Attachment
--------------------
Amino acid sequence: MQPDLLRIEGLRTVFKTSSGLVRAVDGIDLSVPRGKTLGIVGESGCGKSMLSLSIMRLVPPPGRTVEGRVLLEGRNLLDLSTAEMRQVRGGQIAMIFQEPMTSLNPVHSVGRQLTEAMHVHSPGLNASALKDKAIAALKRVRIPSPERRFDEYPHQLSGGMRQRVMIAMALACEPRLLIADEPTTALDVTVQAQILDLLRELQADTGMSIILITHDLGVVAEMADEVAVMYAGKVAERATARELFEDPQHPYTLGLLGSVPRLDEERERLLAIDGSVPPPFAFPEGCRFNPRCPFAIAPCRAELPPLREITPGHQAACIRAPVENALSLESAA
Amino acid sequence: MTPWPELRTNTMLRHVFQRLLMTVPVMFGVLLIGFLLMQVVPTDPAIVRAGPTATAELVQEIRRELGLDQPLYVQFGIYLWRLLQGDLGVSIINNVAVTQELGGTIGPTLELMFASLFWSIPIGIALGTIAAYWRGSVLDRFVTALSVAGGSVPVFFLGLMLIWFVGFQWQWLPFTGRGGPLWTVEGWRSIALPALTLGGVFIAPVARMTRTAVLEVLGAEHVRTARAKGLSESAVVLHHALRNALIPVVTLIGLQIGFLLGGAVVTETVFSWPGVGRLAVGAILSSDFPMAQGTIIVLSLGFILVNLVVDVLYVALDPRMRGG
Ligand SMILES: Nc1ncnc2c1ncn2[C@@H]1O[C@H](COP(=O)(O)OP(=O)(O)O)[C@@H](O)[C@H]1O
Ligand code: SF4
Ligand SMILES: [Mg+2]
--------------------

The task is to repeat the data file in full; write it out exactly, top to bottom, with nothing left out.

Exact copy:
Amino acid sequence: MQPDLLRIEGLRTVFKTSSGLVRAVDGIDLSVPRGKTLGIVGESGCGKSMLSLSIMRLVPPPGRTVEGRVLLEGRNLLDLSTAEMRQVRGGQIAMIFQEPMTSLNPVHSVGRQLTEAMHVHSPGLNASALKDKAIAALKRVRIPSPERRFDEYPHQLSGGMRQRVMIAMALACEPRLLIADEPTTALDVTVQAQILDLLRELQADTGMSIILITHDLGVVAEMADEVAVMYAGKVAERATARELFEDPQHPYTLGLLGSVPRLDEERERLLAIDGSVPPPFAFPEGCRFNPRCPFAIAPCRAELPPLREITPGHQAACIRAPVENALSLESAA
Amino acid sequence: MTPWPELRTNTMLRHVFQRLLMTVPVMFGVLLIGFLLMQVVPTDPAIVRAGPTATAELVQEIRRELGLDQPLYVQFGIYLWRLLQGDLGVSIINNVAVTQELGGTIGPTLELMFASLFWSIPIGIALGTIAAYWRGSVLDRFVTALSVAGGSVPVFFLGLMLIWFVGFQWQWLPFTGRGGPLWTVEGWRSIALPALTLGGVFIAPVARMTRTAVLEVLGAEHVRTARAKGLSESAVVLHHALRNALIPVVTLIGLQIGFLLGGAVVTETVFSWPGVGRLAVGAILSSDFPMAQGTIIVLSLGFILVNLVVDVLYVALDPRMRGG
Ligand SMILES: Nc1ncnc2c1ncn2[C@@H]1O[C@H](COP(=O)(O)OP(=O)(O)O)[C@@H](O)[C@H]1O
Ligand code: SF4
Ligand SMILES: [Mg+2]